Holiday Travel Tips

by Jan Davies McDermott on November 20th, 2012

Know The 3-1-1 Rule
Unless you've never seen the inside of an airport or haven't flown since before 9/11, you likely know the TSA fundamentals and have some understanding of the 3-1-1 rule: Liquids and gels must be in containers of 3.4 ounces or less, and these containers must be in a single quart-size zip-top bag.  But the gel part is where things get tricky. What, exactly, constitutes a gel? According to the TSA, gravy, jam, jelly, lotion, salsa, peanut butter, spreadable cheese, and cranberry sauce are all gels, and therefore must be in those little containers or bust. Cakes and pies are okay (though most pie fillings seem pretty gel-like, if you ask me). And cheese viscosity is highly variable. A good rule of thumb: If you could squeeze it through a pastry bag, don't bring it through security.

Wrap When You Get There
Especially around the holidays, it's important to remember that wrapped gifts, while not officially prohibited, could get torn open at the checkpoint. According to the TSA, "If a bag alarms our security officers, [they] may have to unwrap a gift to take a closer look inside." An agent tearing opening your presents like a kid on Christmas morning is sure to slow your progress through the checkpoint, not to mention undo all your hard work

Pack Well
Don't pack so much in your bag that you have to sit on it to get it closed. If the TSA elects to open your bag, you'll waste time (and hold up the security line) gathering the overflowing contents and trying to get that zipper closed as a crowd of impatient passengers looks on.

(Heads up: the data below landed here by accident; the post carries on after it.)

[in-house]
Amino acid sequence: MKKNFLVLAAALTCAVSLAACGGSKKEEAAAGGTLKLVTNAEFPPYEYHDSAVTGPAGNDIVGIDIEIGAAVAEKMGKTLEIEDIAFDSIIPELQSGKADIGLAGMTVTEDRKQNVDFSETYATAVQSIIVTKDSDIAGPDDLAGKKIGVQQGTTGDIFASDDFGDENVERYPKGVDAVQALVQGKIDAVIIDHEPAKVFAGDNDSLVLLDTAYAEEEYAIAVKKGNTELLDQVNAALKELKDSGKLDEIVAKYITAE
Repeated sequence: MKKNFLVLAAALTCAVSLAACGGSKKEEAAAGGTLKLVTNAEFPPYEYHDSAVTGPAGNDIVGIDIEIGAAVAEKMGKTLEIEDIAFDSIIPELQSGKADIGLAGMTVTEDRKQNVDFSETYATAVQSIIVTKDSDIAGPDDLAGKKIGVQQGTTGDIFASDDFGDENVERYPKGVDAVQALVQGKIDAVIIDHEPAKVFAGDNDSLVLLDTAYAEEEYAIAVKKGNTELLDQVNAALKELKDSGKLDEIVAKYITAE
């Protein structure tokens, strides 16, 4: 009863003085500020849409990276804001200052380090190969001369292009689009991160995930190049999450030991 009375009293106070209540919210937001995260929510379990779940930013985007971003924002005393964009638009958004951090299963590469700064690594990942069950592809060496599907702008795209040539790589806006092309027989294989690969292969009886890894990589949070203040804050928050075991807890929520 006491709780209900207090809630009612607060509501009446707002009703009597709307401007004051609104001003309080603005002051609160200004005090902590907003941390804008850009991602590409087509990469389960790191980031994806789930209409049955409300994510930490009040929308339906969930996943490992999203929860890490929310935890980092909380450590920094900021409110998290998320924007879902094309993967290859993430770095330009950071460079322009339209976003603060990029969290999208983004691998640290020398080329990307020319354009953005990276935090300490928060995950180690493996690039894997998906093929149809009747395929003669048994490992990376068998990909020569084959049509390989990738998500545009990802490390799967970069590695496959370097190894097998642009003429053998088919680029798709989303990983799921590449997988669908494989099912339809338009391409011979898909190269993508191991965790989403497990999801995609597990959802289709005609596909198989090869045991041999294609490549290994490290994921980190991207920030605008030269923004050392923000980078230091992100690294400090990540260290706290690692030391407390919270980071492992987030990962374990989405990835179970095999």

An organized bag will cause less confusion when going through the X-ray scanner, too. A mess of wires and bundled clothes is more likely to get flagged for extra screening than a bag with folded, neatly stacked items. The TSA recommends that travelers pack items in layers and place "shoes, boots, sneakers, and other footwear on top of other contents in your luggage." The agency also advises, "Don't stack piles of books or documents on top of each other; spread them out within your baggage" to facilitate X-ray scanning.

Dress for Success
First off, empty your pockets (coat and pants). Spare change, keys, and any metal frippery that may be jangling around in your pockets will set off the metal detector and invite extra screening. If you can, don't wear any body piercings through the metal detector. Jewelry that sets off the alarm is cause for additional screening—in private if necessary. Belts with metal clasps also set off the alarm (and must be taken off at the checkpoint), so wearing an outfit without a belt could make things a little easier.  Since shoes must be kicked off during screening at U.S. airports, remember to wear easily removable ones if possible

There's An App For That
The TSA has an excellent app; with it, you can type the name of an item in a "Can I Bring?" field for instant answers. It also features security wait times, plus a guide to TSA rules for travelers. The free app is available for iPhone and Android. Get more information at TSA.gov.


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